New academic year brings new speculations and shortages

A new academic year begins Saturday in many public and private schools amid much speculation.

Changing curricula, missing text books and unprepared classrooms mark the beginning of the new school year

Parts of the syllabus have been scrapped and replaced and a new system of assessment has been introduced for some school years.  The rest of the schools, both public and private, will re-open on Sunday.

Minister of Education Ahmed Zaki Badr will hold a videoconference meeting with senior education officials across Egypt to check preparations for the new school year and ensure that textbooks have been delivered.

Meanwhile, parents of students enrolled in private schools have complained that their schools have refused to hand out the textbooks to students who only paid part of their fees, even though a decision by the minister had made it illegal to do so.  They also said the books were sold at exaggerated prices.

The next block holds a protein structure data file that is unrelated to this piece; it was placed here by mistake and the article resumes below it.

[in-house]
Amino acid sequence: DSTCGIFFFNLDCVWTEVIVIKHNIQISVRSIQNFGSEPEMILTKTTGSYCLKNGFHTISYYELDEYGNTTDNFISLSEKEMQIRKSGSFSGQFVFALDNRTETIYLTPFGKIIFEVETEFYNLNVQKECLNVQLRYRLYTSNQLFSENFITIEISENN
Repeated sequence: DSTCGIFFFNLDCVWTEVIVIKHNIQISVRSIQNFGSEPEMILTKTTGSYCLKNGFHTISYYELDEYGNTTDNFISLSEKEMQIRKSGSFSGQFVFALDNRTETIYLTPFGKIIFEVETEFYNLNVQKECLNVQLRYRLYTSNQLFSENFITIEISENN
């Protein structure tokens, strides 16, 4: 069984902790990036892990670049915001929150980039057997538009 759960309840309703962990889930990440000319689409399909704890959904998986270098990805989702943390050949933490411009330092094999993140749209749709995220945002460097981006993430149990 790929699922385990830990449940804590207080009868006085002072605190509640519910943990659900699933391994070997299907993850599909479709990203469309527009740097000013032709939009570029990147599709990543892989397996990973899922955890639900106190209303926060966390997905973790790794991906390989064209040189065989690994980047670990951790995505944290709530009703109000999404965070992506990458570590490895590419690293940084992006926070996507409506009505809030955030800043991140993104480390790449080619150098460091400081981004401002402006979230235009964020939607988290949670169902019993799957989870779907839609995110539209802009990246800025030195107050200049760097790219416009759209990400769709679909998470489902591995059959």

The ministry, on the other hand, has been able to deliver 70 percent of the newly developed textbooks for elementary and preparatory schools.

Across Egypt, the new academic year kicked off amid preparations and delays. 

In Ismailia, a source from the education department said schools are ready to receive 223,000 students today.

Ismailia Governor Abdel Gelil al-Fakharani held a meeting with education department officials where he gave instructions to prevent street vendors from standing near schools and gave orders to security patrols to protect school girls from possible incidences of harassment.

In Minya, a shortage of seats, desks and lab equipment in three new schools built at cost of LE8.5 million has led to postponing the beginning of the new term. Mahmoud Wahdan, deputy of the education ministry in Minya, said he has contacted the ministry to send supplies as soon as possible, adding that the shortage of school books has reached 15 percent.

In Gharbiya, LE14.4 million was allocated to school maintenance and committees were formed to ensure schools were properly-equipped for the new academic year. Copies of the textbooks for the new syllabus were however in short supply.

Some education departments have also decided to erect barbed wire fences to prevent students from sneaking out of school.

Minister of Transport Alaa Fahmi gave instructions to officials not to increase the metro subscription fees for students.

Translated from the Arabic Edition.

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